This experiment illustrates that air really does take up space! You can’t inflate the balloon inside the bottle without the holes, because it’s already full of air. When you blow into the bottle with the holes, air is allowed to leak out making room for the balloon to inflate. With the intact bottle, you run into trouble because there’s nowhere for the air already inside the bottle to go when you attempt to inflate the balloon.

You’ll need to get two balloons, one tack, and two empty water bottles.

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4 Responses to “Sneaky Bottles”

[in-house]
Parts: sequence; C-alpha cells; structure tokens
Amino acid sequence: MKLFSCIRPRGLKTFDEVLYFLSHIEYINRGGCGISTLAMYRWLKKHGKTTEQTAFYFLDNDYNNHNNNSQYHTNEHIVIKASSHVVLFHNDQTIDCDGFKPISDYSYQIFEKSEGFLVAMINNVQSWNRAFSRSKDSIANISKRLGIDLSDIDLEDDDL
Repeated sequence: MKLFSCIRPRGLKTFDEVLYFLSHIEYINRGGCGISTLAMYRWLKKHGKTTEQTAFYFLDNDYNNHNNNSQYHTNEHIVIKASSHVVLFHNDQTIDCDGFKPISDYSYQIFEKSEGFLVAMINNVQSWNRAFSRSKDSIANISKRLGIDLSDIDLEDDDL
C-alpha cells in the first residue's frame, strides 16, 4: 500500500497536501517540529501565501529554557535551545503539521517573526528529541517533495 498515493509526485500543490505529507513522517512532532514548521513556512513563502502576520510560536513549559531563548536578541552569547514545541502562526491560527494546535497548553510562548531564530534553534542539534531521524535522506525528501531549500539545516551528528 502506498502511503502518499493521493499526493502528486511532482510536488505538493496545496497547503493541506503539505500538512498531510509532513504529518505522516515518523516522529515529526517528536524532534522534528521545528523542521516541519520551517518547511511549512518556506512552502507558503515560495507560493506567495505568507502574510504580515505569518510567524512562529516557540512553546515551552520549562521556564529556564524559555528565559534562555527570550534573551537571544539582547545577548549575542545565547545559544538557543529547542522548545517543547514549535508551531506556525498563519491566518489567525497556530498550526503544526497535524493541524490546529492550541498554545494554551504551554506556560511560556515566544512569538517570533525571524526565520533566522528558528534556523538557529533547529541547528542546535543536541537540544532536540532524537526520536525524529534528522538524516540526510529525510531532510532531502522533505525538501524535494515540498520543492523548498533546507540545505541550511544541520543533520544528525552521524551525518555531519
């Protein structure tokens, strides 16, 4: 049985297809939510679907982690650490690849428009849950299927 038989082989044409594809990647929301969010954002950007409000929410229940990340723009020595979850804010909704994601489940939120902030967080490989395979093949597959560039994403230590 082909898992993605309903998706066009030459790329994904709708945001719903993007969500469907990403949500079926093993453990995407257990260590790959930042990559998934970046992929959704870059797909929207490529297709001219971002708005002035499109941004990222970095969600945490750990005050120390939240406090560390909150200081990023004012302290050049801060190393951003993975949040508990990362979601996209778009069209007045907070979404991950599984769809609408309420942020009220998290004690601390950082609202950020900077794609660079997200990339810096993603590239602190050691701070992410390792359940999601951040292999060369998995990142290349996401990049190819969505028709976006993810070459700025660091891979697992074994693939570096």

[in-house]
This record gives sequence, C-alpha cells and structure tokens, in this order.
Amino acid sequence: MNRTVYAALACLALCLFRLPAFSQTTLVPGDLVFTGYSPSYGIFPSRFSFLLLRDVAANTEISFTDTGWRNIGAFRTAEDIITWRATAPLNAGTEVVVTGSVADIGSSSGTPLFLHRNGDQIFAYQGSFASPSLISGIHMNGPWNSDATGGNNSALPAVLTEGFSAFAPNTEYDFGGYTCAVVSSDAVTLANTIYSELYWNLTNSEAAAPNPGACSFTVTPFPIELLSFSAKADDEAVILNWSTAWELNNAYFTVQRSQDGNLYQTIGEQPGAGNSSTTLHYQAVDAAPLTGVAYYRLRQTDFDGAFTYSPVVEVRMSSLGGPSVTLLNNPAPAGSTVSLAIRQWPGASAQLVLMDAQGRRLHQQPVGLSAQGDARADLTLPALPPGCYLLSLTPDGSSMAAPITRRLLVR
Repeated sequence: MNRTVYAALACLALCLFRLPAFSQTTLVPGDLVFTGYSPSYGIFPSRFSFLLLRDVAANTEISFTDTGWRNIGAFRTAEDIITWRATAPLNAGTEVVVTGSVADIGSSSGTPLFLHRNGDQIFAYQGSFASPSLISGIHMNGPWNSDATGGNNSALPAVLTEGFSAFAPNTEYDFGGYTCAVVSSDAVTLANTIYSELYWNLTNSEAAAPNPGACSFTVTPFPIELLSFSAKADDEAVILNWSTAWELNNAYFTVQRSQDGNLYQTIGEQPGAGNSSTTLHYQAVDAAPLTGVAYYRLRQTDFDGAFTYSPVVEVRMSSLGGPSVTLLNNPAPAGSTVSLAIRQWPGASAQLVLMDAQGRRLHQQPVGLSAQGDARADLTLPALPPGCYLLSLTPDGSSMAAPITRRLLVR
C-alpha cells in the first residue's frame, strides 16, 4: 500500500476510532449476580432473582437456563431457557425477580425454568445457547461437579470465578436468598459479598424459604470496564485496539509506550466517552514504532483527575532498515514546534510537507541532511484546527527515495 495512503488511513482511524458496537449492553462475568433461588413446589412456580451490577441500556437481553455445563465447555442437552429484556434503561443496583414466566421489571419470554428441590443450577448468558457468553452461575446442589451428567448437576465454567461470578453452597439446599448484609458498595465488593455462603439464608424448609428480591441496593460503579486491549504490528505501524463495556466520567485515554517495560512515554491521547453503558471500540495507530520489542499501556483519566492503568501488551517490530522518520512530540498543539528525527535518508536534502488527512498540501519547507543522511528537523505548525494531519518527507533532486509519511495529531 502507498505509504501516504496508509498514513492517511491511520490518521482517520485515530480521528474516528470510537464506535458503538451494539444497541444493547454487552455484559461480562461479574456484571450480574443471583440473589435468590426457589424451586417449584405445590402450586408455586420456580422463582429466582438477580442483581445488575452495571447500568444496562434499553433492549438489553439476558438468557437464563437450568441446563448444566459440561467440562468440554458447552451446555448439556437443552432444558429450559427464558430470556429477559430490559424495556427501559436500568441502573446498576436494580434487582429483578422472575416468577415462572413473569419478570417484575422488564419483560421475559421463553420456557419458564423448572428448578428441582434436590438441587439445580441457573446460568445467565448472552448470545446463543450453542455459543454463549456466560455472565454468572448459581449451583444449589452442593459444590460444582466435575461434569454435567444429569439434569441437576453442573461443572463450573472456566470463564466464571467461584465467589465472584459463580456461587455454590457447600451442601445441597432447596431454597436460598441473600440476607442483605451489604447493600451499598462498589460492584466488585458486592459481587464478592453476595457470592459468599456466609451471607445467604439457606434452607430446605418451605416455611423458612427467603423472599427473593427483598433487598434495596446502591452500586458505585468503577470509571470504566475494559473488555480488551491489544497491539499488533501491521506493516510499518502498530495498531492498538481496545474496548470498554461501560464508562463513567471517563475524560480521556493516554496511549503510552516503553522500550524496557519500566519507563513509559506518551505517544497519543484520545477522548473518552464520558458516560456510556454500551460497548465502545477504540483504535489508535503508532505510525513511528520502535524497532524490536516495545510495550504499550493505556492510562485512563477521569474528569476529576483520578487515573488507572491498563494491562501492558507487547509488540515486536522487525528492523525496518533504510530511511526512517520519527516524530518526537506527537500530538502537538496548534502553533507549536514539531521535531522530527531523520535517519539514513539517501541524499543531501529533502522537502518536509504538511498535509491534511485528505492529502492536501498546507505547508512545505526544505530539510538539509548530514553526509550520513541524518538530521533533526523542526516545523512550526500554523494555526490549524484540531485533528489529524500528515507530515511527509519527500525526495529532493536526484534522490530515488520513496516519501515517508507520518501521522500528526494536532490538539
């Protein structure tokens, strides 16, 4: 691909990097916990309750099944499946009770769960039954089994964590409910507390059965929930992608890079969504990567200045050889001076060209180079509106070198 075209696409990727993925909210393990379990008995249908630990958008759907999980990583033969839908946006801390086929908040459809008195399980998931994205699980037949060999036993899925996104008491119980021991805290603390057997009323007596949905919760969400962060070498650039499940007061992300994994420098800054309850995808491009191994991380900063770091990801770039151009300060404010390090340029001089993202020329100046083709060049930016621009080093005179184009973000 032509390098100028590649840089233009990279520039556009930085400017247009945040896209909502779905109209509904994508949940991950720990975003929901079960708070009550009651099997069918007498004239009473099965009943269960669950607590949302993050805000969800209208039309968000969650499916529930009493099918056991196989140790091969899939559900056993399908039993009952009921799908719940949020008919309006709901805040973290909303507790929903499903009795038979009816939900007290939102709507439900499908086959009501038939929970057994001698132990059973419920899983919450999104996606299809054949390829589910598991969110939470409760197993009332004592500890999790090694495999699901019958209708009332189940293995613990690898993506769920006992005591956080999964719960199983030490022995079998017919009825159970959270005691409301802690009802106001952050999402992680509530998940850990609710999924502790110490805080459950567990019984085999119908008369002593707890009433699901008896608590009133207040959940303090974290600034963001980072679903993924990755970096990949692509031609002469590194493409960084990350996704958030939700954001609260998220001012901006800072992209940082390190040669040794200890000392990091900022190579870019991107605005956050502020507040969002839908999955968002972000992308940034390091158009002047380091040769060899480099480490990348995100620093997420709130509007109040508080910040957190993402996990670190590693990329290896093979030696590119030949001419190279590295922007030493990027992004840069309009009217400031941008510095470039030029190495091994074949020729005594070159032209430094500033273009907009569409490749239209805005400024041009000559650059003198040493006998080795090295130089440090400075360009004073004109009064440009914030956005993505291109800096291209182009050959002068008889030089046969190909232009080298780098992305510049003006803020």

1. The higher pressure is inside the balloon, where you blew in all that extra air. Sometimes latex balloons can stick to themselves, closing off the nozzle even when it’s not tied. Try putting a little water on your finger and rub your finger just inside the balloon to make it unstick and try again. You can do it! 🙂

  2. Jennifer Bechtel says:

    After the balloon stays inflated, even though the neck is not tied….. where IS the higher pressure region?

  3. Linda Miller says:

    Thanks for these simple, yet informative, experiments. My children are looking forward to “teaching” (or should I say “tricking”) their friends with this experiment. 🙂 But I figure if they can teach it to their friends, then they understand it, right?

  4. Donna Horwitz says: